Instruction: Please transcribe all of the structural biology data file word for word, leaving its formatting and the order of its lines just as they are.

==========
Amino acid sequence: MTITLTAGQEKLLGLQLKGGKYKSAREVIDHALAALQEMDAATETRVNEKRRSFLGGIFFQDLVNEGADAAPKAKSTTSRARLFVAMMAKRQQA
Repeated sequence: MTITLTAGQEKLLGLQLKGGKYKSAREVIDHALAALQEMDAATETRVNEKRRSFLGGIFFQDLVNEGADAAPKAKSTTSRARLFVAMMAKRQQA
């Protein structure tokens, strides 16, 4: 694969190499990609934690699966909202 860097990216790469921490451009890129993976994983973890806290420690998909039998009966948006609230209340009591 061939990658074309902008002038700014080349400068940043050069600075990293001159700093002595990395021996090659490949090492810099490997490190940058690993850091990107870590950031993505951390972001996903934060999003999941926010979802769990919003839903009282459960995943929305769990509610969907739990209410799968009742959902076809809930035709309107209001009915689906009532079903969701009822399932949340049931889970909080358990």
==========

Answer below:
Amino acid sequence: MTITLTAGQEKLLGLQLKGGKYKSAREVIDHALAALQEMDAATETRVNEKRRSFLGGIFFQDLVNEGADAAPKAKSTTSRARLFVAMMAKRQQA
Repeated sequence: MTITLTAGQEKLLGLQLKGGKYKSAREVIDHALAALQEMDAATETRVNEKRRSFLGGIFFQDLVNEGADAAPKAKSTTSRARLFVAMMAKRQQA
């Protein structure tokens, strides 16, 4: 694969190499990609934690699966909202 860097990216790469921490451009890129993976994983973890806290420690998909039998009966948006609230209340009591 061939990658074309902008002038700014080349400068940043050069600075990293001159700093002595990395021996090659490949090492810099490997490190940058690993850091990107870590950031993505951390972001996903934060999003999941926010979802769990919003839903009282459960995943929305769990509610969907739990209410799968009742959902076809809930035709309107209001009915689906009532079903969701009822399932949340049931889970909080358990």